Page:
How a low-performing student passed the UPCAT

Jee Y. Geronimo
All that Erlen Mahilum wanted to do was write poetry, songs, fiction – even late into the night. So she scored low in academics and often fell asleep in class.

TOP 55. Like many students, Erlen Mahilum, 16, often zoned out in class. Screengrab from Youtube

MANILA, Philippines – Growing up, all Erlen Mahilum wanted to do was to write.

She was never good at school anyway, and even if she tried hard to understand her math and science lessons, “wala namang pumapasok sa utak ko (my brain was not absorbing anything).”

If she’s not sleeping in class, the 16-year-old would be daydreaming, or doodling, or writing her next poetry, song, or story. She wrote even at her Rizal home, late at night, by the candlelight, so her mom won’t find out she was still awake. 

“A life without writing is just unthinkable, so I focused my whole life on writing. But that caused me to have low scores in my quizzes, [and] my grades [went down],” Erlen said on Tuesday, April 28, during Silid Aralan‘s Turd Talks, which was patterned after the inspirational conference series TED Talks.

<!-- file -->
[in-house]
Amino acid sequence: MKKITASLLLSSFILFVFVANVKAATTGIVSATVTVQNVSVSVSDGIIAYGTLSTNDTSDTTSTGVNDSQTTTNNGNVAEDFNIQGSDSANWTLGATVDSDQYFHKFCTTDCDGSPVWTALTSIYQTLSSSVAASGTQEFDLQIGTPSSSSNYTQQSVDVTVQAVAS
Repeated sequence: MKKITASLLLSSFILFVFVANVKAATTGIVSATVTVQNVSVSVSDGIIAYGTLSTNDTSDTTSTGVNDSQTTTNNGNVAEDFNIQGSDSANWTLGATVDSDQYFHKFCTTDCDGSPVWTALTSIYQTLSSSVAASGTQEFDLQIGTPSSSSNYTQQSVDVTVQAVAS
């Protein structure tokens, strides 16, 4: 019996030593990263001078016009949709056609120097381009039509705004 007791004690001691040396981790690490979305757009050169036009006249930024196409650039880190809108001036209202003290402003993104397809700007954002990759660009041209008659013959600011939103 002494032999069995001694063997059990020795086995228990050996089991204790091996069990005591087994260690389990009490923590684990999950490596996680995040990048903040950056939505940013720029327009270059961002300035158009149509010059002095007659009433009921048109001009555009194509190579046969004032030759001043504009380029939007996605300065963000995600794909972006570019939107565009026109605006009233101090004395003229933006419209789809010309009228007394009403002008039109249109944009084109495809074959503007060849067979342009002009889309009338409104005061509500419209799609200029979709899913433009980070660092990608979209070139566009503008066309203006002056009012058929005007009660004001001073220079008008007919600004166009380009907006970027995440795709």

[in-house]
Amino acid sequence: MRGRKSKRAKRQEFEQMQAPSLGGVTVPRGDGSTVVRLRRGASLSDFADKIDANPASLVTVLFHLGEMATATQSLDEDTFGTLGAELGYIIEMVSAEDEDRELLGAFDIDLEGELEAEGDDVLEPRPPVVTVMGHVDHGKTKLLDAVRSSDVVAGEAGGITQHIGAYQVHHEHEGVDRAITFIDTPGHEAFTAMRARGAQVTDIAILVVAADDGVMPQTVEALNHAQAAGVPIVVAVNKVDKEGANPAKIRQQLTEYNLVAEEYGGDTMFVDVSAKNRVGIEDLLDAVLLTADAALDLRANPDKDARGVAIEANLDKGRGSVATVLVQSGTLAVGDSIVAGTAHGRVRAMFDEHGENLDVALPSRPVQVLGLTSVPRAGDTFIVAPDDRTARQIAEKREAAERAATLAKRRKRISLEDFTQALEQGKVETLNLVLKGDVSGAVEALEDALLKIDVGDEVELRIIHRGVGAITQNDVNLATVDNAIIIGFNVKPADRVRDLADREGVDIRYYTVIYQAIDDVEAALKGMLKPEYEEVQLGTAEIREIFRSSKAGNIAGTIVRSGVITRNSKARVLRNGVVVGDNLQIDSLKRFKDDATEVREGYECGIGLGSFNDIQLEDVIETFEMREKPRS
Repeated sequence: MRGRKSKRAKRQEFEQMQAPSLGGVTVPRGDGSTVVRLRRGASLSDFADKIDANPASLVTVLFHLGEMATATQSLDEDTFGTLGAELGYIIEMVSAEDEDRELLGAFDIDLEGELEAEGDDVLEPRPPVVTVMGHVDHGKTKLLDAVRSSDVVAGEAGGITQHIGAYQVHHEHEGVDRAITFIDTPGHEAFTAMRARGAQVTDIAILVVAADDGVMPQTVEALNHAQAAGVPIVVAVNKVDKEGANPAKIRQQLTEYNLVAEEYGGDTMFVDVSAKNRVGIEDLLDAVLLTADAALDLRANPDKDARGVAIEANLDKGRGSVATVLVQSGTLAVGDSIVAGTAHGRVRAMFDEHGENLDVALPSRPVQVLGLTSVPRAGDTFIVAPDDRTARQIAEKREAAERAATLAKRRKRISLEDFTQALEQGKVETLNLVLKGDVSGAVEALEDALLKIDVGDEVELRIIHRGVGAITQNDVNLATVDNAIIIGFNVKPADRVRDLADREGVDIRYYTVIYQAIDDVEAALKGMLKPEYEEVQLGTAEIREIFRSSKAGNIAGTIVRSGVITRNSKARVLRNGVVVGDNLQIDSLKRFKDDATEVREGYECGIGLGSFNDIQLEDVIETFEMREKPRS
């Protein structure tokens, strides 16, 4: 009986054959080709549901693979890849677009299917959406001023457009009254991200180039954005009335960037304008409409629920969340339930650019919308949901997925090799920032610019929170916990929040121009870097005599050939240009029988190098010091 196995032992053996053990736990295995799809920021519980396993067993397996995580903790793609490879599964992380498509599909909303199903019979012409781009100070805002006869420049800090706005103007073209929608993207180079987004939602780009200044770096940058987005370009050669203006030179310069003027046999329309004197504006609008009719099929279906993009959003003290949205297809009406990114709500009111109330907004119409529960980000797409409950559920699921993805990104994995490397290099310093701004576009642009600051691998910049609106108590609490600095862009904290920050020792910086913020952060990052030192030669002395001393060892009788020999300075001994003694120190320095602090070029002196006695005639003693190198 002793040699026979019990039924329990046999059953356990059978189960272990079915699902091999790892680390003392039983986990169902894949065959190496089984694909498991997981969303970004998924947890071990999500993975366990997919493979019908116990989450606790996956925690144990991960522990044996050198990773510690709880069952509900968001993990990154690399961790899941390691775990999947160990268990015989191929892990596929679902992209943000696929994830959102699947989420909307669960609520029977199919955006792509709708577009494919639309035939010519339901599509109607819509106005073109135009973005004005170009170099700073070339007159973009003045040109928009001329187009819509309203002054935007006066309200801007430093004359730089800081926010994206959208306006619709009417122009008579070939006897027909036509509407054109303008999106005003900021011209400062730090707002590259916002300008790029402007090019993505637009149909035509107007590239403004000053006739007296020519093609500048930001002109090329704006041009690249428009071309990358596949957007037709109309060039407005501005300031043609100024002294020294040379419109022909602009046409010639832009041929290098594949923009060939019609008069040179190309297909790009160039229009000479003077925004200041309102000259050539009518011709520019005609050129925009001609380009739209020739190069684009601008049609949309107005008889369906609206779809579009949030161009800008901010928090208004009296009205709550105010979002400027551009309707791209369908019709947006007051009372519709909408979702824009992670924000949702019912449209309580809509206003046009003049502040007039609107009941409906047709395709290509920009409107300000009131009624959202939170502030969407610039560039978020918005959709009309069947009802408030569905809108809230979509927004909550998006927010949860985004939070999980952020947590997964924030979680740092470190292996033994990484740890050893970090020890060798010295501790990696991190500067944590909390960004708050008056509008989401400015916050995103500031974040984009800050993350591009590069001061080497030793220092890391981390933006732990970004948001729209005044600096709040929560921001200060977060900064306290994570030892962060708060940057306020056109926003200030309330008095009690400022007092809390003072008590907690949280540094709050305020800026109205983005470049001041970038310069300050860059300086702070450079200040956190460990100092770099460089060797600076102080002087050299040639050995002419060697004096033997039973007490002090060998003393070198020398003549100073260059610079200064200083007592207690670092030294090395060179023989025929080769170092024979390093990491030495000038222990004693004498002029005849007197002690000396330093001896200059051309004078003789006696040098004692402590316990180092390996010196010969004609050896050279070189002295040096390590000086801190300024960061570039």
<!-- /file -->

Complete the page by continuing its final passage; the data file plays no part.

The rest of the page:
It wasn’t easy with the writing business either. Hoping to qualify for Tagumpay National High School’s student publication, she kept sending sample articles only to be turned down multiple times.

But since she was 9 years old, volunteers at non-governmental organization Silid Aralan have been teaching her to love the process of learning, including its highs and lows. (READ: To educators: Teach kids how to keep learning)

So Erlen tried harder. She joined and won an English writing contest, where she competed against writers from the school newspaper.

Winning the contest boosted her confidence. Soon after, she started writing her first novel, with the guidance of no less than students from Yale University, which partnered with Silid Aralan to mentor kids through e-mail, Skype, and Facebook.